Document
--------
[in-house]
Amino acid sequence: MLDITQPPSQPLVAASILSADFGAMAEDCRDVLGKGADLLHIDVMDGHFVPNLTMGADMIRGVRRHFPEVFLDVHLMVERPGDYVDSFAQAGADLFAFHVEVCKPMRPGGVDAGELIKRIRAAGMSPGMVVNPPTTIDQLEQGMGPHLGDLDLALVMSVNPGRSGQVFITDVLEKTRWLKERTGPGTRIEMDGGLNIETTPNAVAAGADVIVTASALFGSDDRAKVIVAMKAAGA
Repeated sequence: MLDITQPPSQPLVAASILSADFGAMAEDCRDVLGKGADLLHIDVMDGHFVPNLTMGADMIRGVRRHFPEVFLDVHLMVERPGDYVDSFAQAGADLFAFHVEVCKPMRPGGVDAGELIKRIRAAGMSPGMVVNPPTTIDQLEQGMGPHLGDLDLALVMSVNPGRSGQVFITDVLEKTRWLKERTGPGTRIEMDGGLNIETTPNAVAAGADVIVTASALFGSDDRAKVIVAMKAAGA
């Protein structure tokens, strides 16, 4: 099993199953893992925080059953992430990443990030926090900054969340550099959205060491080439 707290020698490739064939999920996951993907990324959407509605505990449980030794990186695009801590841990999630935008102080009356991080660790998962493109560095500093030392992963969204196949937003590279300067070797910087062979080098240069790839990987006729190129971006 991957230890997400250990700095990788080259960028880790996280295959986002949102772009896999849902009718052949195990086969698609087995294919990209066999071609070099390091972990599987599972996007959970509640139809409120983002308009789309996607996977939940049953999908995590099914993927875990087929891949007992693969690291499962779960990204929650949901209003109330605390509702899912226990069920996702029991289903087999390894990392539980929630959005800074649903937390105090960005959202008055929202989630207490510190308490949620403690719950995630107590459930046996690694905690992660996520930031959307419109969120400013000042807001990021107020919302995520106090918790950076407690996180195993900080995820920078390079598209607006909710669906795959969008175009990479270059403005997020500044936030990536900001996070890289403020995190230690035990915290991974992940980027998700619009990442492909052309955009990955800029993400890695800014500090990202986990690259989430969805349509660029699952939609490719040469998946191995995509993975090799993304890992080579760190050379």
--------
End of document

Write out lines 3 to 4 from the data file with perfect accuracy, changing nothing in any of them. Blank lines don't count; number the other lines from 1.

Repeated sequence: MLDITQPPSQPLVAASILSADFGAMAEDCRDVLGKGADLLHIDVMDGHFVPNLTMGADMIRGVRRHFPEVFLDVHLMVERPGDYVDSFAQAGADLFAFHVEVCKPMRPGGVDAGELIKRIRAAGMSPGMVVNPPTTIDQLEQGMGPHLGDLDLALVMSVNPGRSGQVFITDVLEKTRWLKERTGPGTRIEMDGGLNIETTPNAVAAGADVIVTASALFGSDDRAKVIVAMKAAGA
């Protein structure tokens, strides 16, 4: 099993199953893992925080059953992430990443990030926090900054969340550099959205060491080439 707290020698490739064939999920996951993907990324959407509605505990449980030794990186695009801590841990999630935008102080009356991080660790998962493109560095500093030392992963969204196949937003590279300067070797910087062979080098240069790839990987006729190129971006 991957230890997400250990700095990788080259960028880790996280295959986002949102772009896999849902009718052949195990086969698609087995294919990209066999071609070099390091972990599987599972996007959970509640139809409120983002308009789309996607996977939940049953999908995590099914993927875990087929891949007992693969690291499962779960990204929650949901209003109330605390509702899912226990069920996702029991289903087999390894990392539980929630959005800074649903937390105090960005959202008055929202989630207490510190308490949620403690719950995630107590459930046996690694905690992660996520930031959307419109969120400013000042807001990021107020919302995520106090918790950076407690996180195993900080995820920078390079598209607006909710669906795959969008175009990479270059403005997020500044936030990536900001996070890289403020995190230690035990915290991974992940980027998700619009990442492909052309955009990955800029993400890695800014500090990202986990690259989430969805349509660029699952939609490719040469998946191995995509993975090799993304890992080579760190050379």